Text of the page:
IT and IPAC collaborate to develop an app to improve data collection
July 5, 2017
HAMILTON, ONT. – Healthcare is a fast paced environment and access to up to date, accurate data is key to ensuring patient and staff safety. St. Joseph’s Healthcare Hamilton explored the possibility of moving away from paper-based infection-prevention audits to improve the auditing process and the timeliness of reports to the clinical units.
After completing a detailed environmental scan and looking at existing products, the organization decided it would be better suited to developing its own custom application to meet SJHH’s specific needs.
Representatives from IT and IPAC teamed up with a local app development firm, Weever Apps Inc., to create a customizable tool that could be used to support a wide variety of infection prevention audit types and workflows. The tools would have to meet the auditing needs of a variety of different quality improvement working groups and the infection prevention and control team.
The IPAC team initiated the project, and worked with the Information and Communication Technologies Project Management Office to scope the project, document all the requirements and coordinate the development efforts with Weever Apps, to deliver a high quality product.
It took about six months to develop the app, which has been in use since August 2016.
The tool offers the ability to use Apple iPad devices to conduct IPAC audits throughout the SJHH organization, using an efficient checklist entry model. Each auditable point can be annotated with a photograph and comment if required, which transforms the level of effectiveness in capturing and conveying the particulars of compliance items.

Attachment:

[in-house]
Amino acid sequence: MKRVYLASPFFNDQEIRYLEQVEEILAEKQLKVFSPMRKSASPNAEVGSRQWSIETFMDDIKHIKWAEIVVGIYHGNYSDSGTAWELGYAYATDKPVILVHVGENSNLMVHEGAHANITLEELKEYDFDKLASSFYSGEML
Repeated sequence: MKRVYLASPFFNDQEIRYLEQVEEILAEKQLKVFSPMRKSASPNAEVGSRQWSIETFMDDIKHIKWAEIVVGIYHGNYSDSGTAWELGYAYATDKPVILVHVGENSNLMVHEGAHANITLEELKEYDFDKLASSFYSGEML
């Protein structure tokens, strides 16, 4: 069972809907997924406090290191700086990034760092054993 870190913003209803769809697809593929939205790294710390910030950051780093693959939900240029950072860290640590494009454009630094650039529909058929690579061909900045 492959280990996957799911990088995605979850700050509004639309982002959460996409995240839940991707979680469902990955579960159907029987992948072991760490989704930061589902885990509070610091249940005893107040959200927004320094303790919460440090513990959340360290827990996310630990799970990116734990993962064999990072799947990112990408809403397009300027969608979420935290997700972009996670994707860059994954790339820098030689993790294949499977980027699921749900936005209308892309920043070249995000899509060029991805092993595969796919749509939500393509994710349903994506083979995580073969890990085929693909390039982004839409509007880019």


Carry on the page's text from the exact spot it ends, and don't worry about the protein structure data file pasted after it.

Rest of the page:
Once the audit data has been collected, the tool can generate summary reports, which allow the ability to email PDFs of each audit summary, including comments and pictures to unit managers and others. As a result, the timeliness and impact of the reports is greatly improved.
Audit form content can be maintained by the IPAC team using the flexible form management tooling built into the system by Weever Apps. Changes to the audit tools can be made based on feedback from the users and the clinical teams who receive the reports. A complex change request process is not required.
“Having the ability to add pictures to the audits brings the audit results to life for the clinical managers. They can see the gap identified by the auditor, reducing the needs for extensive written descriptions required by a paper tool,” said Demetree Kallergis, Project Manager, and a member of the Information and Communication Technologies Team.
The app is used primarily by the hospital’s Infection Control professionals, but since November working group members have also been using the tools and this has made data collection and the summary of findings even easier to complete. About five Infection Control audits are done each week, but depending on the week, it can be as high as 30.